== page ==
Union leader says Green New Deal would make infrastructure bill ‘absolutely impossible’

The president of one of the largest construction unions in the country warned the Green New Deal will make it “absolutely impossible” for lawmakers to pass an infrastructure bill.

“The things that are in the Green New Deal should be dealt with [by the] Climate Change Committee and not tied to infrastructure,” Terry O’Sullivan, General President of the Laborers’ International Union of North America (LIUNA), told Hill.TV’s Buck Sexton and Jamal Simmons.

“It has been almost impossible to figure out how we’re going to fund infrastructure and with the Green New Deal, we feel it’s going to be absolutely impossible to ever get an infrastructure bill,” O’Sullivan continued.

Senate Democrats could face a vote as early as next week on the Green New Deal. The plan aims to get the U.S. running on 100 percent renewable energy by 2030 with the hope of creating thousands of jobs, and contains proposals to deal with infrastructure. 

While O’Sullivan says he supports carbon-free energy initiatives, he argues that the plan includes proposals that have nothing to do fixing America’s crumbling roads and bridges. 

“All of them are worthy proposals to look at but why are we messing up infrastructure when our infrastructure in this country is crumbling,” he said, noting that the American Society for Civil Engineers gave the U.S.' infrastructure a D+ rating in its latest report card.

Founded in 1903, LIUNA represents roughly 500,000 construction workers — 80,000 of whom are based in Canada. O’Sullivan estimates that less than half its members identify as Republican, but said that number varies from state-to-state.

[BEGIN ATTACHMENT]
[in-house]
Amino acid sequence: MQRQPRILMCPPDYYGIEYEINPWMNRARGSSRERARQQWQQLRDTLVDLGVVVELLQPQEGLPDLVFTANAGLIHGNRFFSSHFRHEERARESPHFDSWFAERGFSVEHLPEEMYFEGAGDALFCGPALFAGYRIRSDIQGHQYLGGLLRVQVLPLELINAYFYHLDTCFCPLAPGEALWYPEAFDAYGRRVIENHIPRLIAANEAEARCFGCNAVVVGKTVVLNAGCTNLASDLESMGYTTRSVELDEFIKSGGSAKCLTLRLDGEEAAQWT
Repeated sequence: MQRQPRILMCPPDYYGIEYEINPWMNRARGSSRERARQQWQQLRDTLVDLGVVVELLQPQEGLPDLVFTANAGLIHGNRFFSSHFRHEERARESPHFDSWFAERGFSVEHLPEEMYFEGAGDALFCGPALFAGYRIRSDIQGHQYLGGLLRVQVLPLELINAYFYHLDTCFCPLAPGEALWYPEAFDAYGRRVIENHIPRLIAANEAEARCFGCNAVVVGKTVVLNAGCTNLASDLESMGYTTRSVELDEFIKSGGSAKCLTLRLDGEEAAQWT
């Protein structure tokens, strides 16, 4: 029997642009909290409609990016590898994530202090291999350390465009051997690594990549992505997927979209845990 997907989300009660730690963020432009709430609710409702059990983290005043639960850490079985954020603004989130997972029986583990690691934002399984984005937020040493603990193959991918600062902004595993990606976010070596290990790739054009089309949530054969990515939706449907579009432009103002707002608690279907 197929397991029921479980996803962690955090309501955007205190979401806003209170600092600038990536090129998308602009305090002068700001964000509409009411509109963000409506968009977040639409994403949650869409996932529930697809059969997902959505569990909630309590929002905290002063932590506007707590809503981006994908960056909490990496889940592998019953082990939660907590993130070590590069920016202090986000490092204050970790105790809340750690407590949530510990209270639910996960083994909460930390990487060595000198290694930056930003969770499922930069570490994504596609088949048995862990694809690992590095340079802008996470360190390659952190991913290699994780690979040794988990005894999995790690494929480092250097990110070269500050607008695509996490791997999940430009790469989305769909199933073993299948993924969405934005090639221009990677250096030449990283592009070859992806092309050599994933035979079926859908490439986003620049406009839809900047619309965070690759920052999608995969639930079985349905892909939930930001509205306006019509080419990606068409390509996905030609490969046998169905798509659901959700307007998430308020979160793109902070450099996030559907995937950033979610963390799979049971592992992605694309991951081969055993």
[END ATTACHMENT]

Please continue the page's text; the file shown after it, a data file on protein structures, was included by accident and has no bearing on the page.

This is not the first time O’Sullivan has spoken out against the Green New Deal. The LIUNA president issued a statement on Feb. 7 about the plan, saying that the resolution shows "how not to successfully enact desperately needed infrastructure investment."

O’Sullivan emphasized that the infrastructure bill would have a considerable impact on its members and should be more focused on putting people to work.

“It should be about jobs — I mean an infrastructure bill could be the biggest job creator of any legislation that we’ve ever seen or we’ve ever passed,” he said.

Senate Majority Leader Mitch McConnellAddison (Mitch) Mitchell McConnellThe Hill's Morning Report — After contentious week, Trump heads for Japan Frustration boils over with Senate's 'legislative graveyard' New Yorker cover titled 'The Shining' shows Graham, McConnell, Barr polishing Trump's shoes MORE (R-Ky.) announced last Tuesday that the Republican-controlled chamber would vote on the far-reaching plan to fight climate change.

But the proposal, which has long been championed by Rep. Alexandria Ocasio-CortezAlexandria Ocasio-CortezOn The Money: Senate passes disaster aid bill after deal with Trump | Trump to offer B aid package for farmers | House votes to boost retirement savings | Study says new tariffs to double costs for consumers Murkowski celebrates birthday with electric scooter ride Warren, Ocasio-Cortez press Mnuchin on role in Sears bankruptcy MORE (D-N.Y.), faces a tough battle ahead.

Though some Democratic 2020 hopefuls like Sen. Corey Booker (D-N.J.) and Elizabeth WarrenElizabeth Ann WarrenThe Hill's Morning Report — After contentious week, Trump heads for Japan On The Money: Senate passes disaster aid bill after deal with Trump | Trump to offer B aid package for farmers | House votes to boost retirement savings | Study says new tariffs to double costs for consumers Overnight Energy: Democrats ask if EPA chief misled on vehicle emissions | Dem senators want NBC debate focused on climate change | 2020 hopeful John Delaney unveils T climate plan MORE (D-Mass.) have signaled that that they would support resolution, it’s not entirely clear how many Democrats will support the Green New Deal.

Updated at 3:06 p.m.

—Tess Bonn